With gold prices soaring over the past several weeks, many investors naturally fear inflation is about to ripple through the economy. Adding to those concerns, consumers have witnessed price increases at gas stations and grocery stores. Of course, rising prices hurt consumer sentiment, which in turn negatively impacts stocks. Therefore, many investors are rotating out of risk-on names, avoiding the urge to catch a falling knife.

Still, I’m not entirely sure we’re going to see inflation. Sure, prices in certain market segments have jumped higher, but that could also be due to acute circumstances, such as the ransomware attack on the Colonial Pipeline. So no, I don’t see inflation. I see something much, much worse: chronic deflation. If I’m correct about this, all investors should do well ignoring the falling knife, lest they get stabbed.

Primarily, the productivity of the nation as a whole has recovered from the novel coronavirus pandemic. According to the U.S. Bureau of Economic Analysis, the national gross domestic product (GDP) in the first quarter of 2021 hit just over $22 trillion on an adjusted annualized basis. That means we’re back on schedule, almost as if the pandemic never occurred.

But here’s the kicker. The employment level is still down about 5% from just before the Covid-19 crisis, which translates into millions of jobs evaporated. Here, we have one of the classic hallmarks of deflation: productivity up, overhead down. Put it another way, we have fewer people with means to support current rich valuations, which potentially makes the stock market one giant falling knife.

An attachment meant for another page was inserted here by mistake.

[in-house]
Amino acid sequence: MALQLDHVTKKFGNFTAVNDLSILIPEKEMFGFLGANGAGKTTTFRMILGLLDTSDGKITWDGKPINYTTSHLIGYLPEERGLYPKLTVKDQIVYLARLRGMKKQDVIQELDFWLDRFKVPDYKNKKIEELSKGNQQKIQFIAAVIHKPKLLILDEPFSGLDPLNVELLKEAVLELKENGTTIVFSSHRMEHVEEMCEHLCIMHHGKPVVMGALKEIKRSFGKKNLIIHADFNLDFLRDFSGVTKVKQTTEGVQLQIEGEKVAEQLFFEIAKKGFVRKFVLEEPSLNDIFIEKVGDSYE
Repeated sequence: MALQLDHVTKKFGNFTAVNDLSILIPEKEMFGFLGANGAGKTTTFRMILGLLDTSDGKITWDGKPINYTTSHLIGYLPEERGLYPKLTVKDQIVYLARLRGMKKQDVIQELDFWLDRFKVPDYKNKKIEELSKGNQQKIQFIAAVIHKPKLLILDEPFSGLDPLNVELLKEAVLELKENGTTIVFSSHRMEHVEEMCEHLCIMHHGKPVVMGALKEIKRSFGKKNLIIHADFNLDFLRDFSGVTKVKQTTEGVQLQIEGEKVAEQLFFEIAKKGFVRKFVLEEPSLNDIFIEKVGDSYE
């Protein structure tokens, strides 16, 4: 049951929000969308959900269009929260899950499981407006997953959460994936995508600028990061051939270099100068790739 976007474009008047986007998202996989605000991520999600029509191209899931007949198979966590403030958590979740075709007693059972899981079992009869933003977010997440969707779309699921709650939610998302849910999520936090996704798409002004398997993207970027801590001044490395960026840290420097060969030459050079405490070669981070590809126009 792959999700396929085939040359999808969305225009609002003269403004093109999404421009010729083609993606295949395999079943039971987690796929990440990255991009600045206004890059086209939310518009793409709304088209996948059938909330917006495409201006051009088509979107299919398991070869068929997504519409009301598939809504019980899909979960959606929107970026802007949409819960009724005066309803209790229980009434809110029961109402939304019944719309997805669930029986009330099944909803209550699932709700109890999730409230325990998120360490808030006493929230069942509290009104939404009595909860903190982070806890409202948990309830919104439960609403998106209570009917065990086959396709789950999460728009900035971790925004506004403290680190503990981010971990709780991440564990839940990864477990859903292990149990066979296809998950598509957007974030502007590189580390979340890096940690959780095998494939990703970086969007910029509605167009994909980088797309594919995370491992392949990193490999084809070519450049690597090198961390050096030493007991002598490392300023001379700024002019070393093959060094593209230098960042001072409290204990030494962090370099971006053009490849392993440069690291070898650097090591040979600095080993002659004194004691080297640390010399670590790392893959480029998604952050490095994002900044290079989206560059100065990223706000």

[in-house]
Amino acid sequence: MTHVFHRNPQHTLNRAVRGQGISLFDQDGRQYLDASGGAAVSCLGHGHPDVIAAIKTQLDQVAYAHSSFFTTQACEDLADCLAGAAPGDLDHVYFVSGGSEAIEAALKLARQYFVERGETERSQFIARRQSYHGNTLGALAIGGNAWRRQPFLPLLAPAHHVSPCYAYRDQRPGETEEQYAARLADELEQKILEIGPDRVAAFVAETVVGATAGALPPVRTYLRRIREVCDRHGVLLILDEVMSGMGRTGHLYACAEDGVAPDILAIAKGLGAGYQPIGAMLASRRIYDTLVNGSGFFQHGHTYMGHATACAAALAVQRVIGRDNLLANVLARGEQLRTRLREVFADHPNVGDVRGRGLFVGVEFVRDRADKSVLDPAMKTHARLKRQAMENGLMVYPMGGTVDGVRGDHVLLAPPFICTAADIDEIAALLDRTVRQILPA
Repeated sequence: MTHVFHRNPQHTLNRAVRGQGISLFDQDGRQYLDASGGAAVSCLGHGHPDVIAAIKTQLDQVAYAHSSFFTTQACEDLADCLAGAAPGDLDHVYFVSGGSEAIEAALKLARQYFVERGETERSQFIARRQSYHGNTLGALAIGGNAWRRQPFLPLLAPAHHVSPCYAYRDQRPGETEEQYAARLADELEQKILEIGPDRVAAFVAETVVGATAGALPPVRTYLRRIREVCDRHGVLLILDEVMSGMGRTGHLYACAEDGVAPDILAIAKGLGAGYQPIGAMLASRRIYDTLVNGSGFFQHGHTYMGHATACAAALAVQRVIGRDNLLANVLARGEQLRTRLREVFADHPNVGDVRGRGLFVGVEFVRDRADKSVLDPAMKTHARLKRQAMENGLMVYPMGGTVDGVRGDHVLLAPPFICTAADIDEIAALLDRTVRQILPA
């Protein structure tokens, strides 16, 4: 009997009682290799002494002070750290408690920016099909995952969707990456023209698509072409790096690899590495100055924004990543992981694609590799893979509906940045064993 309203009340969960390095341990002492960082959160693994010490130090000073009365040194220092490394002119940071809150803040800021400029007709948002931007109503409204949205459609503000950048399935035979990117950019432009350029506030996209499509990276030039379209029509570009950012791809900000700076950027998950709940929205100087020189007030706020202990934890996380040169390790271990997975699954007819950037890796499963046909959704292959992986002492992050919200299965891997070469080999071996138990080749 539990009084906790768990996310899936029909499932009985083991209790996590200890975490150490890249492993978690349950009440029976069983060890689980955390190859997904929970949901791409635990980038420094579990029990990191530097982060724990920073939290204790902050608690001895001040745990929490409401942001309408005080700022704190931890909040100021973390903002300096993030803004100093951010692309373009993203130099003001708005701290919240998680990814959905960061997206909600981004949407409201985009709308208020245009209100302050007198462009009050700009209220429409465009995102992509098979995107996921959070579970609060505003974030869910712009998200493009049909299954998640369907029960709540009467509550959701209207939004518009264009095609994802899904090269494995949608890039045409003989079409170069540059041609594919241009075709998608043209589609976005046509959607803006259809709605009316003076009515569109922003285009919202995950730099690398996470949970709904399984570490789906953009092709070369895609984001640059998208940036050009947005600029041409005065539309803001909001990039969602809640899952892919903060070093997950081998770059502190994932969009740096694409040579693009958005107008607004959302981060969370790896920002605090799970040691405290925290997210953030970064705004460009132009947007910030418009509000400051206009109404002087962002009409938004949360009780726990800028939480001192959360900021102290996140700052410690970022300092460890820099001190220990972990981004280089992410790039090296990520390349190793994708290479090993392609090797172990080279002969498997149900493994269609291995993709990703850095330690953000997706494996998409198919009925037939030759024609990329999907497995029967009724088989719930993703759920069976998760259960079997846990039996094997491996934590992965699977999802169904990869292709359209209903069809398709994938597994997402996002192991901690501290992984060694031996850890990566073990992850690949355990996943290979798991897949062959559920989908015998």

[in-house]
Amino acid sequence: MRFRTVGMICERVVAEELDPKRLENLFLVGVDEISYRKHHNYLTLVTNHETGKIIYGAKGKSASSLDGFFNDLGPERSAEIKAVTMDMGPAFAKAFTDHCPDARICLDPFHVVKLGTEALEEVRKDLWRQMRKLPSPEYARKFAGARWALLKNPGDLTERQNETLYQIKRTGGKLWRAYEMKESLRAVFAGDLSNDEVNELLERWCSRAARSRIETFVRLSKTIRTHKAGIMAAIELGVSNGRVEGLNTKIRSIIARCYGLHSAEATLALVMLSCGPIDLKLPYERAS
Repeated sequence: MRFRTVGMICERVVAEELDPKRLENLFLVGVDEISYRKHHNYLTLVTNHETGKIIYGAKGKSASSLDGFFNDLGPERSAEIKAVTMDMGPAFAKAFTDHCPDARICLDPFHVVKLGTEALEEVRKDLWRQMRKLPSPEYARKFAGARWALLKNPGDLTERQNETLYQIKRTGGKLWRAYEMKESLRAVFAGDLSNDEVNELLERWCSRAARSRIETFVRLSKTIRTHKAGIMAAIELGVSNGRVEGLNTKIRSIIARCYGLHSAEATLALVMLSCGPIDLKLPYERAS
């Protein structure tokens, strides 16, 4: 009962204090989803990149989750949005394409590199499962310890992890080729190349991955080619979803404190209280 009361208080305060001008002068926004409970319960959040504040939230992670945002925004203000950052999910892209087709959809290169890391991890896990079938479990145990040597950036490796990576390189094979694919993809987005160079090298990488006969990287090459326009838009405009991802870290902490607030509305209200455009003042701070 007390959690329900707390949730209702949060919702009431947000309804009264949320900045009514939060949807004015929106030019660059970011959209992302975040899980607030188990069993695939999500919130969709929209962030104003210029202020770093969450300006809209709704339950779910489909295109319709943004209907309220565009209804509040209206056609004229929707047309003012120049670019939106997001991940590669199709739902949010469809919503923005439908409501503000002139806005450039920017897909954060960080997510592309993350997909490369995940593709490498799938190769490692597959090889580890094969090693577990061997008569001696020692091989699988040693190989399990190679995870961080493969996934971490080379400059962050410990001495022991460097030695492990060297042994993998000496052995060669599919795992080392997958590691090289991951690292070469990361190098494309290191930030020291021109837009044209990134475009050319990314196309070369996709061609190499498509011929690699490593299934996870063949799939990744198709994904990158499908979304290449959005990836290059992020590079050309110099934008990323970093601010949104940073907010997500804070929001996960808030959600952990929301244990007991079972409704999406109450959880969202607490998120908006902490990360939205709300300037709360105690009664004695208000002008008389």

That so many people are worried about inflation is really the reason why investors should at least consider the bearish argument. I’m not sure how you can have runaway inflation, not when the personal saving rate is so stratospherically high. Therefore, don’t reach out for the falling knife inherent in these stocks to avoid.

One final note before we get into it: This isn’t about hating on certain companies. Rather, this is simply focusing on the reality of the situation. While the broader indices may not have turned into a falling knife, many individual names have.

  • Tesla (NASDAQ:TSLA)
  • Lithia Motors (NYSE:LAD)
  • Bit Mining (NYSE:BTCM)
  • Virgin Galactic (NYSE:SPCE)
  • Lumber Liquidators (NYSE:LL)
  • The New York Times Company (NYSE:NYT)
  • Alpha Pro Tech (NYSEAMERICAN:APT)

Falling Knife Stocks: Tesla (TSLA)

tsla

Source: Ivan Marc / Shutterstock.com

Anytime you question fan-favorite Tesla, you’re bound to receive huge heaps of criticisms. Naturally, I hesitate to call TSLA stock a falling knife. But objectively speaking — and at time of writing — that’s exactly what Tesla has become. Over the trailing month, shares have lost more than 18%. That’s bad enough, but it looks extremely conspicuous when you consider TSLA’s prior mercurial performance.

Undoubtedly, the Tesla faithful will consider this dip a buying opportunity. Again, I think it might be a falling knife for two reasons. First, electric vehicles (EVs) are very expensive. If you’ll notice, people are crazy about used cars right now, largely due to the semiconductor supply chain disruption. But they’re mostly buying combustion-engine cars, not EVs. Globally, EVs represent only a small portion of total auto sales.

Second, Tesla has serious competition — and some of CEO Elon Musk’s lovable ways may have become a liability. Recently, Ford (NYSE:F) unveiled its electric F-150 Lightning, which will truly gauge Americans’ interest in electric trucks. While I can’t say for certain if Ford will be a resounding success, the electric F-150 is off to a good start by looking normal.

On the other hand, the Tesla Cybertruck is, well, special. Maybe I’m wrong to be skeptical, but I think TSLA faces tough challenges ahead.

Lithia Motors (LAD)

the

Source: lumen-digital / Shutterstock.com